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CMS news letter

December 2018

Dear friends,

“And I pray that you, being rooted and established in love, may have power, together with all the Lord’s holy people, to grasp how wide and long and high and deep is the love of Christ” Ephesians 3:17-18

 

Andrew writes…

It was a great surprise for me to end up in hospital. It was not until we were in Tansen and faced with some steep hill climbs that I realised how breathless I had become. I had no idea what was going on in my body. I hadn’t felt any pain anywhere, yet clearly something was happening inside. As we were staying at the hospital, I asked for an appointment with a doctor there. They found I had an anomaly on my ECG and possibly some build-up of fluid around my heart. The doctor was not happy with these results and told me to make an appointment with a cardiologist in Kathmandu as soon as we returned. I am very glad we did. On doing some initial tests, I was admitted to the critical care unit at the Norvic International Hospital.

Andrew recovering in hospital

By the same evening, and after a host of tests, they had discovered the pulmonary embolism and started me on treatment with anticoagulants. The next morning, deep vein thrombosis (DVT) was found in both legs!

Things become a bit of a blur after that as I then had a night of pain from an enlarged gall bladder, in which was discovered a gallstone. I was put on some strong painkillers that tended to knock me out. After six days in critical care I was beginning to make a good recovery and then, after two days on an ordinary ward, I was allowed to go home. I have to say that the medical care and attention were excellent and aided my recovery. Andrea pulled out the stops with everything she had to do, which included bringing my meals each day!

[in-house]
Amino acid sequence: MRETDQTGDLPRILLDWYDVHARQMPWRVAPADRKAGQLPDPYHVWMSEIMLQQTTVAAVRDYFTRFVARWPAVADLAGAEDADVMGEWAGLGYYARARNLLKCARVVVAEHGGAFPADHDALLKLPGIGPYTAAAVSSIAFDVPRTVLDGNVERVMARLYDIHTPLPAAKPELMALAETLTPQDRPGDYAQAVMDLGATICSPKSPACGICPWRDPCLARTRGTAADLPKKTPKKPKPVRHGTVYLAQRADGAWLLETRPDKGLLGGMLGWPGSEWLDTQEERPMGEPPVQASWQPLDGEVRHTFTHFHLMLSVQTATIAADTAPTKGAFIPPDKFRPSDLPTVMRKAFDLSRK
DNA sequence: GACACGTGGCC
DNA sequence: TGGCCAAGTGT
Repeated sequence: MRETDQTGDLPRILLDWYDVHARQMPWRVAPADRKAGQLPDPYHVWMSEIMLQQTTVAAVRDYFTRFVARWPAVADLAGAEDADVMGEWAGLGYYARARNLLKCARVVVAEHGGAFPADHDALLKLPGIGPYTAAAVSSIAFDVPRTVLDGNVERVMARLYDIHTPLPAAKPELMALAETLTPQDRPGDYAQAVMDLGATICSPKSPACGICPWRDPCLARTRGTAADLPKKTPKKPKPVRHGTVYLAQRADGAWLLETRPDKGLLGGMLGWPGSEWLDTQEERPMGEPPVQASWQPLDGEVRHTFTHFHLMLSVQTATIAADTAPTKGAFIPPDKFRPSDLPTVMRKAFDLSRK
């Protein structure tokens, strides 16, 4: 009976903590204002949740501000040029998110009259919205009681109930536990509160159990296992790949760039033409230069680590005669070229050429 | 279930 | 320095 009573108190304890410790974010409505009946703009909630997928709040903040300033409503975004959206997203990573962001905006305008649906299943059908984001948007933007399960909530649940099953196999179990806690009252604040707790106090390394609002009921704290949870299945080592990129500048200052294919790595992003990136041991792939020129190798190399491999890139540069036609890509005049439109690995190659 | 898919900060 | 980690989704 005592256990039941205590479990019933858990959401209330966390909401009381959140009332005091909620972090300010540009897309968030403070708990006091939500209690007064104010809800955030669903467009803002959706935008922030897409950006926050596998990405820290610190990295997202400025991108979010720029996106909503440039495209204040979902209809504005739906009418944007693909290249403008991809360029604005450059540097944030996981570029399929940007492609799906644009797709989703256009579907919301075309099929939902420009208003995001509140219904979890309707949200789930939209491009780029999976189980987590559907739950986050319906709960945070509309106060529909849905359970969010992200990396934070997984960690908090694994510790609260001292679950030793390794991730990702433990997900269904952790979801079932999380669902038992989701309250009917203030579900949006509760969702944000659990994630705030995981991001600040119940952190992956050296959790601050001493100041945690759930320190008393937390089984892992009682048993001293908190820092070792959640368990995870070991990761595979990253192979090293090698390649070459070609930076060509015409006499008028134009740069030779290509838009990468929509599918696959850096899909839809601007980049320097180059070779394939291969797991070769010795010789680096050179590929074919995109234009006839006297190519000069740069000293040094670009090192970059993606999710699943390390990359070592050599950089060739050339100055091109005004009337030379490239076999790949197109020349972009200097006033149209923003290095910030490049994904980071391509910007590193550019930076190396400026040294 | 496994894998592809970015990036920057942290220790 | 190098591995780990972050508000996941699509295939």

Andrea writes…

In between hospital visits, and while going to the local shops, I would be asked: “Where is sir”? After replying that he was in hospital, I would explain that Andrew was very ill and needed expert care. After their sympathetic response their next question would be: “Who is staying with him?” In Nepali culture, when someone is in hospital, it is usual to see lots of family members taking turns to stay and bringing meals at appropriate times. Others may be asked to fetch medicines, pay bills, or take blood tests to a laboratory. In the eyes of our Nepali neighbours, I was seen as all alone and having to cope with this difficult circumstance. In fact, the opposite was true. I received help from many different sources and felt completely upheld by your prayers and the support from family and friends in the UK and friends and colleagues here in Kathmandu.

I am very thankful for people like our local taxi driver, Babu Ram, as he took me to the hospital and across Kathmandu to deliver blood samples, pick up essentials for Andrew and acted as a calm interpreter in some frustrating negotiations. Maya, a young woman who had worked for our daughter Anna, came to my rescue to help me in the house a few hours a week. Maya already runs her own café, has a part time job as a cook and two young children and yet was willing to come to my aid when she heard about Andrew. Anita, who works in our local coffee shop, told me to please let her know if we needed anything, as we were family. I could go on!

Babu Ram, our very helpful driver